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Week in Review

May 13, 2007

NEWPORT BEACH

O.C. Grand Jury report criticizes harbor policies

The Orange County Grand Jury on Thursday issued a report saying the city should tighten up the policies and review the fees charged for the roughly 1,200 moorings in the harbor. The report criticized the fact that although it's illegal to sell moorings, boat owners and brokers get around this by selling a boat and transferring the mooring permit with it.

City harbor officials already have been studying the issue raised in the report and may bring forward changes in the next six months. One likely result is that mooring permit fees will be raised to market rates.

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  • Former state Assemblyman Gil Ferguson, a combat veteran who served for 26 years in the Marine Corps, died Sunday. He was 84.

    Known for his unswerving conservatism, Ferguson always stuck to his beliefs during his varied careers, friends said. The longtime Newport Beach resident also founded a popular political club, Principles Over Politics, and wrote, edited and published its newsletter himself.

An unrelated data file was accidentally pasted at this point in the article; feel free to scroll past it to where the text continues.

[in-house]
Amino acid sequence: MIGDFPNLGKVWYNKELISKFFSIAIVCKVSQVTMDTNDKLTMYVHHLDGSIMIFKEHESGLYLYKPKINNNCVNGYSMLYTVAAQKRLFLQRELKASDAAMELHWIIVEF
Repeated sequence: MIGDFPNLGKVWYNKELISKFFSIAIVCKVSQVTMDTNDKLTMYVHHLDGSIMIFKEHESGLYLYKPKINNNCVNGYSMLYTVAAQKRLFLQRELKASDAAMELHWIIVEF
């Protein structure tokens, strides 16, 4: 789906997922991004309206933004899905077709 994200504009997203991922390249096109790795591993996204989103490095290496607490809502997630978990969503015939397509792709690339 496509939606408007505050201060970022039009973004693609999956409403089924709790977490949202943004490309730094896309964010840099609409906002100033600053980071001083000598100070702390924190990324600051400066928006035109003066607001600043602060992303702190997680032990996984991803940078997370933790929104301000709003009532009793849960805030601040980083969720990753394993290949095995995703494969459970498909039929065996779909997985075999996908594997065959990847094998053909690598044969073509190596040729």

The legislator will be remembered at a memorial service at 10 a.m. May 19 at Newport Harbor Lutheran Church, 798 Dover Drive, Newport Beach.

  • Architect Bill Ficker and other proponents of building Newport Beach's city hall next to the central library filed papers Monday to put the issue to a public vote. The Newport Beach City Council has rejected the library-adjacent site as a city hall location because it's been promised as a park, but Ficker and others believe it should be considered.

    Proponents must gather about 9,000 signatures to qualify for the February ballot. Councilman Keith Curry called the effort a "diversion" that won't stop the council from considering a site down the street from the library.

  • Wendy Jawor of Newport Coast, a teacher at Newport Heights Elementary School, discovered a meowing cat stuck underneath the engine of her BMW SUV before she left for work Monday morning.

    Jawor called animal control officers, but they couldn't remove the cat from the car. She then contacted Crevier BMW, and its roadside assistance service dispatched mechanic Josh Sorenson.

    Sorenson, who is allergic to cats, freed the feline by removing the "belly pan" from under the BMW's engine, and despite suffering an allergic reaction, secured the cat in a crate before he left.

    The cat was checked out at the Cat Clinic of Orange County in Costa Mesa, where it was identified and returned to its owner.

    PUBLIC SAFETY

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